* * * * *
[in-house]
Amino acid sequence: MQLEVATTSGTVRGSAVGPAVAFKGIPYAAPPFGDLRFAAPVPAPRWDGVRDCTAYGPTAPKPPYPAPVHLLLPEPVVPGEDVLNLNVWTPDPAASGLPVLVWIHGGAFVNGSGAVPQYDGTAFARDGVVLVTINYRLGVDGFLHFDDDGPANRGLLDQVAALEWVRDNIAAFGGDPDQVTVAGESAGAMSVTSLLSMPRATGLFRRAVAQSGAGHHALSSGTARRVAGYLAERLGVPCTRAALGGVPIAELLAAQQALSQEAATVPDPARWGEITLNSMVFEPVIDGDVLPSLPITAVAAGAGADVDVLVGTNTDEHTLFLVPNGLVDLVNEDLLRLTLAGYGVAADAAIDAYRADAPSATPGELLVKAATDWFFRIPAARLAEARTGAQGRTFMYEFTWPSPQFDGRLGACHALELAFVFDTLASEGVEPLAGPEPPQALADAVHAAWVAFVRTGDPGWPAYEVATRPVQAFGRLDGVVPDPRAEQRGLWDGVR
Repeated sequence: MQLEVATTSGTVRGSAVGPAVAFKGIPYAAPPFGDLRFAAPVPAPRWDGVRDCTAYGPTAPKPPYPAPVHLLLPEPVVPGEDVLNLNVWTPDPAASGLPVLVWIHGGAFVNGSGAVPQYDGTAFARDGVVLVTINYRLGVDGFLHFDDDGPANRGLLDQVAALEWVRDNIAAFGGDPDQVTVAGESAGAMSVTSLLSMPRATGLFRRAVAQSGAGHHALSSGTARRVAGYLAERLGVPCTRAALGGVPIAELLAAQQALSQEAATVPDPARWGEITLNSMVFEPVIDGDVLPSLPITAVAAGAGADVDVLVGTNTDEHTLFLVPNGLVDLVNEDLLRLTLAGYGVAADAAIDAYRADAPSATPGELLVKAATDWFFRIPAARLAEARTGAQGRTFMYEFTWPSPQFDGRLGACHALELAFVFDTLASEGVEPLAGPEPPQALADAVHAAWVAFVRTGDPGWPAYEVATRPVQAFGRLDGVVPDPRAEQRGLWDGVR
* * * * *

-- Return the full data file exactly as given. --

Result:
[in-house]
Amino acid sequence: MQLEVATTSGTVRGSAVGPAVAFKGIPYAAPPFGDLRFAAPVPAPRWDGVRDCTAYGPTAPKPPYPAPVHLLLPEPVVPGEDVLNLNVWTPDPAASGLPVLVWIHGGAFVNGSGAVPQYDGTAFARDGVVLVTINYRLGVDGFLHFDDDGPANRGLLDQVAALEWVRDNIAAFGGDPDQVTVAGESAGAMSVTSLLSMPRATGLFRRAVAQSGAGHHALSSGTARRVAGYLAERLGVPCTRAALGGVPIAELLAAQQALSQEAATVPDPARWGEITLNSMVFEPVIDGDVLPSLPITAVAAGAGADVDVLVGTNTDEHTLFLVPNGLVDLVNEDLLRLTLAGYGVAADAAIDAYRADAPSATPGELLVKAATDWFFRIPAARLAEARTGAQGRTFMYEFTWPSPQFDGRLGACHALELAFVFDTLASEGVEPLAGPEPPQALADAVHAAWVAFVRTGDPGWPAYEVATRPVQAFGRLDGVVPDPRAEQRGLWDGVR
Repeated sequence: MQLEVATTSGTVRGSAVGPAVAFKGIPYAAPPFGDLRFAAPVPAPRWDGVRDCTAYGPTAPKPPYPAPVHLLLPEPVVPGEDVLNLNVWTPDPAASGLPVLVWIHGGAFVNGSGAVPQYDGTAFARDGVVLVTINYRLGVDGFLHFDDDGPANRGLLDQVAALEWVRDNIAAFGGDPDQVTVAGESAGAMSVTSLLSMPRATGLFRRAVAQSGAGHHALSSGTARRVAGYLAERLGVPCTRAALGGVPIAELLAAQQALSQEAATVPDPARWGEITLNSMVFEPVIDGDVLPSLPITAVAAGAGADVDVLVGTNTDEHTLFLVPNGLVDLVNEDLLRLTLAGYGVAADAAIDAYRADAPSATPGELLVKAATDWFFRIPAARLAEARTGAQGRTFMYEFTWPSPQFDGRLGACHALELAFVFDTLASEGVEPLAGPEPPQALADAVHAAWVAFVRTGDPGWPAYEVATRPVQAFGRLDGVVPDPRAEQRGLWDGVR